Have A Question? Chat With Us.

This is a 24/7 chat service provided through Maryland AskUsNow!.

African American Genealogy

Are you trying to find your roots? If you’re running into some brick walls with your genealogical research, or just don’t know how to get started, this guide should be helpful to you.

Why Is African American Genealogy Different?

Is African American genealogical research different from other ethnic backgrounds? You bet it is! Because slaves were considered property, they were prohibited from reading, writing, attending school, legally marrying, owning land, owning a business, voting, and participating in many other activities that generate records on which much genealogical research is based.

Citizenship was granted in 1868 to slaves, an action that had an impact on records like letters, diaries, wills, census records, land deeds, voter registrations, and school records.

However, like people of that time, written documents were sometimes segregated. These records might be kept in separate files or listed in the back of record books. Finding aids may also have these complications. For example, many military records of African Americans are indexed separately.

Finally, African American genealogy and history has not been widely researched. When Alex Haley wrote his best-selling book Roots, many people began to question their elders about their past and research their own family histories. But this has only occurred in the most recent past. There’s a lot of history to try to catch up with!

How Does Genealogy Differ from Family History?

Genealogy uses documents and records to verify the dates and locations of events such as births, deaths, and marriages. Family history is the story of what ancestors did when they were alive.

How Do I Get Started?

Start with yourself and work backwards. Write down where and when you were born. If you’ve been married, list that as well. Make sure you have documents such as your birth and marriage certificates.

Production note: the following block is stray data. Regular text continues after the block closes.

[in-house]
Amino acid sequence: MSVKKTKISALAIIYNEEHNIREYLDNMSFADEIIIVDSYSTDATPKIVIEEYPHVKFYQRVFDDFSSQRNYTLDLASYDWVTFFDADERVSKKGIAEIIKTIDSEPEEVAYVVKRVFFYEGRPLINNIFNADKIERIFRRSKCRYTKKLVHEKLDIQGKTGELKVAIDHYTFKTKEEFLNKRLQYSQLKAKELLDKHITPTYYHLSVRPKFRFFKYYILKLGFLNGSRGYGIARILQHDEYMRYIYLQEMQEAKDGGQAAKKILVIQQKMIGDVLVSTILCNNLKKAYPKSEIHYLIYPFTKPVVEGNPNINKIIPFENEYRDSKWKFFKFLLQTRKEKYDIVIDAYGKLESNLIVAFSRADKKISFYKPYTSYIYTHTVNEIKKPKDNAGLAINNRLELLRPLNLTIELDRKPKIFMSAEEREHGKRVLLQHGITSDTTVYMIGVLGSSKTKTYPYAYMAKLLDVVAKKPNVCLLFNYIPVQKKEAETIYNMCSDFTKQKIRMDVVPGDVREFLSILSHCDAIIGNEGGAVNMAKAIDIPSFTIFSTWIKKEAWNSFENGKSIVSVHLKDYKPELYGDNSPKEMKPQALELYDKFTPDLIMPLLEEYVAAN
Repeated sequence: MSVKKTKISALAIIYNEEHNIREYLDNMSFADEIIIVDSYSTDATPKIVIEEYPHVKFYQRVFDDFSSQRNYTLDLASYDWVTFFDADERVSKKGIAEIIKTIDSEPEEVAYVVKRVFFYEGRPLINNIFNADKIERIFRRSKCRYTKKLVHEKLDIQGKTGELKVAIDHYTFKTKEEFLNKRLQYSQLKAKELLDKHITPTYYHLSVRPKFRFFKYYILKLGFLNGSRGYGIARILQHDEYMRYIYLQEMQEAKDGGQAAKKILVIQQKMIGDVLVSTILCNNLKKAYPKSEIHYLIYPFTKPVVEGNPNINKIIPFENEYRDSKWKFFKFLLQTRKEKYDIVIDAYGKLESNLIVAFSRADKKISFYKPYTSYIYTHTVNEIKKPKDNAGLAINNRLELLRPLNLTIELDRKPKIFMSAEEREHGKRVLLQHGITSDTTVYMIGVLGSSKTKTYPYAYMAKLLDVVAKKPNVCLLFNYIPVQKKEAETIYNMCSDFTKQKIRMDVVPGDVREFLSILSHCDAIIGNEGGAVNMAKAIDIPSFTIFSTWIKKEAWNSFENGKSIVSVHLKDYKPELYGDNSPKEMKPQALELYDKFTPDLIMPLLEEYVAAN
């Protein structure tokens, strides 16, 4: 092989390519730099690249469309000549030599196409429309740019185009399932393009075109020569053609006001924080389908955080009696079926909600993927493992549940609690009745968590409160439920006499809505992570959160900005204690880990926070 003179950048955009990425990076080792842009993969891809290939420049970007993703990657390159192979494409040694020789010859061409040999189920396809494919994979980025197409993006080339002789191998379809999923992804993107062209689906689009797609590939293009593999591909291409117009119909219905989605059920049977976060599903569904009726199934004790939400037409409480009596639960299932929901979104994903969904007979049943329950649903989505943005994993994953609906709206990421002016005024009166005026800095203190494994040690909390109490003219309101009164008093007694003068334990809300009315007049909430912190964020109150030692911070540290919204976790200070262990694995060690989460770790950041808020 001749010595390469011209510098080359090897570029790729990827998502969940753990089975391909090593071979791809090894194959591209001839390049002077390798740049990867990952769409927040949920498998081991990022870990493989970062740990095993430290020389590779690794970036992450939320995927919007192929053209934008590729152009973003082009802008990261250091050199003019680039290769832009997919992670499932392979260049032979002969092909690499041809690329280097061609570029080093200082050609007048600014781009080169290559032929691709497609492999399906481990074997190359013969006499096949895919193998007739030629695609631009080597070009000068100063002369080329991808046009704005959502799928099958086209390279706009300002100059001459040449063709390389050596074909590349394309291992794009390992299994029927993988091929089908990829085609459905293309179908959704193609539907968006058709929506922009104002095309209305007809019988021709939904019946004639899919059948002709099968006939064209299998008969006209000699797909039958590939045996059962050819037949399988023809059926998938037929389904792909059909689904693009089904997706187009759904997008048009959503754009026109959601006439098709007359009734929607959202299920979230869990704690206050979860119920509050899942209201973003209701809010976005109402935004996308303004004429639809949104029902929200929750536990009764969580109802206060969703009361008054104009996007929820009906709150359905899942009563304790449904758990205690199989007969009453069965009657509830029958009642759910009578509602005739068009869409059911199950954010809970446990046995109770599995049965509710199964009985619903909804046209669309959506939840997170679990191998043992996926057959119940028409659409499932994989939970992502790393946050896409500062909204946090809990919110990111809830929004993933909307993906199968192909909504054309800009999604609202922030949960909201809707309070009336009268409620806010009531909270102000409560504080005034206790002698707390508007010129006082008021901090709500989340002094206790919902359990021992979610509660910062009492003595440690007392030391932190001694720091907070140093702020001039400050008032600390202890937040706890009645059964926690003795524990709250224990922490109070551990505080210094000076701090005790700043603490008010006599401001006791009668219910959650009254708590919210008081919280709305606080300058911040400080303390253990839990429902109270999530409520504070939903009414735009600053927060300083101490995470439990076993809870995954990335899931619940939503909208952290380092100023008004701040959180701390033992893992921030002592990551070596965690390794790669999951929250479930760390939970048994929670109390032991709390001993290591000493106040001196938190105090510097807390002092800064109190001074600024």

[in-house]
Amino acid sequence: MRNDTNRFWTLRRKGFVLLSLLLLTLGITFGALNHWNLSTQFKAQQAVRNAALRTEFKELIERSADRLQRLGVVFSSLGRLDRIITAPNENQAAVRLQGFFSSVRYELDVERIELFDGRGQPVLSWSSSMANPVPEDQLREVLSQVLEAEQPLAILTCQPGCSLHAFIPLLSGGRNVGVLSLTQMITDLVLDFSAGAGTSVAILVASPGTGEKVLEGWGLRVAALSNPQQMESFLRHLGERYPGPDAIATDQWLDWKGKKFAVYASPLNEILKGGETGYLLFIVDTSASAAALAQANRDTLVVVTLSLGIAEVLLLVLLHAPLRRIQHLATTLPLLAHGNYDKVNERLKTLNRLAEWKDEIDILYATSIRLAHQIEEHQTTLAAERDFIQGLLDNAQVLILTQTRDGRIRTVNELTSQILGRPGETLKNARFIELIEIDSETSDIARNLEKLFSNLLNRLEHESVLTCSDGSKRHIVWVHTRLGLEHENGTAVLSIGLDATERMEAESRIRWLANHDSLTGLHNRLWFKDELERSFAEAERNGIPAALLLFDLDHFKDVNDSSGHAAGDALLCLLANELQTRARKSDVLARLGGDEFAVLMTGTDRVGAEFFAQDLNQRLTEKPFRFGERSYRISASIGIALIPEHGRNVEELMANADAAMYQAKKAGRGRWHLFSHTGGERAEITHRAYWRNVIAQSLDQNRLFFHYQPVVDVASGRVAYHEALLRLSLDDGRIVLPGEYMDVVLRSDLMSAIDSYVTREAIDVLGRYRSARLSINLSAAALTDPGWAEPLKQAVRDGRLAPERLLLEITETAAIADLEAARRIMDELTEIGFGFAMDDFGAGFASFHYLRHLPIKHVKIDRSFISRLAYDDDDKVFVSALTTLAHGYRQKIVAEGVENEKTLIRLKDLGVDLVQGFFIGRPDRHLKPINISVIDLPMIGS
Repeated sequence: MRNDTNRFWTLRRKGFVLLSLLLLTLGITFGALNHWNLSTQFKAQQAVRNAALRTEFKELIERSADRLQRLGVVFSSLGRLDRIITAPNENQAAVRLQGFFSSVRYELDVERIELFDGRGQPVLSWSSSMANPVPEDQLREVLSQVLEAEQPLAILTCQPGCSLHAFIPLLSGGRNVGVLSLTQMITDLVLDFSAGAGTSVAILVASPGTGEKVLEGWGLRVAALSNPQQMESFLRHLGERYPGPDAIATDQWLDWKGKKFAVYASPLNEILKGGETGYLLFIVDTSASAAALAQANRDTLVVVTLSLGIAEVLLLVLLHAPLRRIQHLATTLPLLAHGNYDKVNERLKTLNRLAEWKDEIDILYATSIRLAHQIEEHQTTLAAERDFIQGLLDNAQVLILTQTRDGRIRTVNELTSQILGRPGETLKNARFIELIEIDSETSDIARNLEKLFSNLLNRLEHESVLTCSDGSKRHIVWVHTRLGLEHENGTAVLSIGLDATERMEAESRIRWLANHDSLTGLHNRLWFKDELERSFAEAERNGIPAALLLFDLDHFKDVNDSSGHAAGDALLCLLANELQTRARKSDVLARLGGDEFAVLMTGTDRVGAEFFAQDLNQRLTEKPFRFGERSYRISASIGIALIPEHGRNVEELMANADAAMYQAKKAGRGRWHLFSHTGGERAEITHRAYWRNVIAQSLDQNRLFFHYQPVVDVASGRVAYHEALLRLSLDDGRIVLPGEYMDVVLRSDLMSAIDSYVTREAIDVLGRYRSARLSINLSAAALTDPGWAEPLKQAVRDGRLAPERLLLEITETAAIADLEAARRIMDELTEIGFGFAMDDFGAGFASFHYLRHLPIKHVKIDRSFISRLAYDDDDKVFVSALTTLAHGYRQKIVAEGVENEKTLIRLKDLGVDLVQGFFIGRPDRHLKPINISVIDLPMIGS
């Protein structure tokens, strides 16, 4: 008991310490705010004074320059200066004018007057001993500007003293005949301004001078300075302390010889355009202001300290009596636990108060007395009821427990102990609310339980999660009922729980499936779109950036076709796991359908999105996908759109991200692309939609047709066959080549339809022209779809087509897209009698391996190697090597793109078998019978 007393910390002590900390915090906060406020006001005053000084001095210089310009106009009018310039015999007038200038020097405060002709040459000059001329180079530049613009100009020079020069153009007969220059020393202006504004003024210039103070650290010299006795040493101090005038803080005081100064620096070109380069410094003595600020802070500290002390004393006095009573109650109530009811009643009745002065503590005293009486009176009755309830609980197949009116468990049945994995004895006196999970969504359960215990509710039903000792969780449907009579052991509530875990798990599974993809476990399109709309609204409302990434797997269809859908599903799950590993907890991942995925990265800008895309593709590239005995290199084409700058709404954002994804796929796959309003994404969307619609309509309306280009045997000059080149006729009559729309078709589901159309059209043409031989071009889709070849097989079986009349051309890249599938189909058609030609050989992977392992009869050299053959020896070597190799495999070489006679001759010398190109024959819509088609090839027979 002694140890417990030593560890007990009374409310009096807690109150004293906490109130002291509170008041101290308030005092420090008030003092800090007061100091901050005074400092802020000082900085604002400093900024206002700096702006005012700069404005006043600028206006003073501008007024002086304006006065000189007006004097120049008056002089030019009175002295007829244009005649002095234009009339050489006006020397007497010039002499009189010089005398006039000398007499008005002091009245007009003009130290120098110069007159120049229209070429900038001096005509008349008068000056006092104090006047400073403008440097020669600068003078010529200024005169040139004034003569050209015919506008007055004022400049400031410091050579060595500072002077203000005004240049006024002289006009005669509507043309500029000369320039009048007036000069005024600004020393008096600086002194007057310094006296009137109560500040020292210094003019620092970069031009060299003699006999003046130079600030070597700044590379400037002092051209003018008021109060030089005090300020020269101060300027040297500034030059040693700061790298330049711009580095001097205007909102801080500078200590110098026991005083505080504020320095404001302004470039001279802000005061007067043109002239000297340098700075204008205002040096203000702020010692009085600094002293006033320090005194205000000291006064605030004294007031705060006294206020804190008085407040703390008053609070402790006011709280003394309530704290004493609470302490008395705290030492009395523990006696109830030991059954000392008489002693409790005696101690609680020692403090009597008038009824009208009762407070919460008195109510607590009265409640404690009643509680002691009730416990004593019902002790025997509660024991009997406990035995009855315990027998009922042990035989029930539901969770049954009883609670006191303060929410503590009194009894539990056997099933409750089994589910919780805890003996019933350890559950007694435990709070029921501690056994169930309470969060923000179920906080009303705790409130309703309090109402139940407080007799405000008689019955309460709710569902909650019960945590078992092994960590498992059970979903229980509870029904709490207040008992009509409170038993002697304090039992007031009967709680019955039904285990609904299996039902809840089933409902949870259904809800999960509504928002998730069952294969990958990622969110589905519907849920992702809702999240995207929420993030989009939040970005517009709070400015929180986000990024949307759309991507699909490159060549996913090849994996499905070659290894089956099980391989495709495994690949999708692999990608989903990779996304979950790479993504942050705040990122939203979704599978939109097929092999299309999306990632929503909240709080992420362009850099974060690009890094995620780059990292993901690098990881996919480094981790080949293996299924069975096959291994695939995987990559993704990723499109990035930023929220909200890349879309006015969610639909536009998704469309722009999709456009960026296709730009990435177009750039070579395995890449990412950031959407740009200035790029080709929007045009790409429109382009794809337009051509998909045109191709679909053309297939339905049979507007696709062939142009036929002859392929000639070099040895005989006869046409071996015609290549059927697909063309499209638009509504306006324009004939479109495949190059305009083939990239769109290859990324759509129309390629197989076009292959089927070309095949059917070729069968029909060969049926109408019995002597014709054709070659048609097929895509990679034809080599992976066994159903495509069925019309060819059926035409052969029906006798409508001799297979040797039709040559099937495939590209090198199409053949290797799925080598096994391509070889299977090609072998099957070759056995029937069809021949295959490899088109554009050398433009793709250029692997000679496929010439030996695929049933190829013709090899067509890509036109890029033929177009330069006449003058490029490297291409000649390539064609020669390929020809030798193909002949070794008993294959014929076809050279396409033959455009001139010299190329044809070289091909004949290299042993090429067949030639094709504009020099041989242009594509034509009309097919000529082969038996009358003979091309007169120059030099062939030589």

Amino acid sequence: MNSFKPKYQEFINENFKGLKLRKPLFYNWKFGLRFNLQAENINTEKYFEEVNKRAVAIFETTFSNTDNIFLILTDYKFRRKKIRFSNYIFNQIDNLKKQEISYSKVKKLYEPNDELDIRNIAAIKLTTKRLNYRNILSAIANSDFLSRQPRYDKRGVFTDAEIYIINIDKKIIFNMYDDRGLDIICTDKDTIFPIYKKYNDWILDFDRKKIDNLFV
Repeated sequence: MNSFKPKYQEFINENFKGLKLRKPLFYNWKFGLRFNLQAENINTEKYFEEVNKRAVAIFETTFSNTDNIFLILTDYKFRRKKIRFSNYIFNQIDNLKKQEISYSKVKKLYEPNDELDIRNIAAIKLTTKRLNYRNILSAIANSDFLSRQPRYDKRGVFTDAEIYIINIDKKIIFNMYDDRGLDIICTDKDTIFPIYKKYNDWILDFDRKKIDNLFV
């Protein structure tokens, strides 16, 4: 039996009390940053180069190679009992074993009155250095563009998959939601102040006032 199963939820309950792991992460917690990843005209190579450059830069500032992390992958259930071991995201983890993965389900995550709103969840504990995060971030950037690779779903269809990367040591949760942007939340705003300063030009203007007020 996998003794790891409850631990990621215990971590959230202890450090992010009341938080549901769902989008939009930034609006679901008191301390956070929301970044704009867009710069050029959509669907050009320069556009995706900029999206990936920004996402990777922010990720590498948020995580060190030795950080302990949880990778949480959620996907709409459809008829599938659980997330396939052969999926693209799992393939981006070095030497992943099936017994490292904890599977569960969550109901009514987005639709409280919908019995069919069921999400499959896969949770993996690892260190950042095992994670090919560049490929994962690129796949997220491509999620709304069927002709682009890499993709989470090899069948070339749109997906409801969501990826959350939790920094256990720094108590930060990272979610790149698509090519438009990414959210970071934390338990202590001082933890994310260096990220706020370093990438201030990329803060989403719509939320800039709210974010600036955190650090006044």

Most birth certificates list the mother and father, where they were born, and how old they were at the time of the birth. That’s your next step. You can start with your mother’s or your father’s side. Collect all of their documents.

Each state has a vital records office, which will give you copies of documents for a fee. You can continue to research this way until you can no longer locate the documents you need.

Does this mean you’re done? Not at all! It just means that you’re ready to use other sources to continue your search.

Gather Oral Histories and Family Records

Try to write your own autobiography. Start with yourself and work backwards, writing everything you know about your parents, grandparents, and so forth. Interviewing the elders in your family is always helpful. Ask them what they can remember about what life was like when they were younger, and about the ancestors they remember.

Find family papers, records, photos, and souvenirs. Make sure to write on the backs of photos who the people are on the front. If you know when the photo was taken, write that, too, and of course if it’s a specific occasion, such as a birthday or graduation or baptism.

Sources for Researching African American Genealogy

Records and Documents

The following are some sources of records to use after 1870:

Things get more difficult prior to 1868, but it doesn’t mean there aren’t ANY records. You will want to try to:

Recommended Resources



Focuses on preparing reader to conduct a well-organized search. Includes didactic case studies from a renowned researcher of African American genealogy (the author) and other researchers, and many images of sample genealogical documents with feedback on how to make use of them.

Beginning chapters describe how to conduct prep work and make use of historical governmental records; middle chapters highlight relevant customs (e.g. naming practices) and information available through research of slaveholder families; and ending chapters are didactic case studies.

A highly detailed how-to-manual that provides readers a historical and cultural context. Points out typically overlooked records, how to assess validity of records, and provides case studies, images and diagrams, and related topics (e.g. family reunions, publication of findings, etc.).


The Pratt Library subscribes to a number of electronic databases, many of which can be accessed either in the Library or from home with a Pratt Library Card.

Ask Us

If you have any questions about how to get started or need help using some of these sources, please e-mail us, call (410) 361-9287, or contact us by snail-mail:

African American Department
Enoch Pratt Free Library
State Library Resource Center
400 Cathedral Street
Baltimore, MD 21201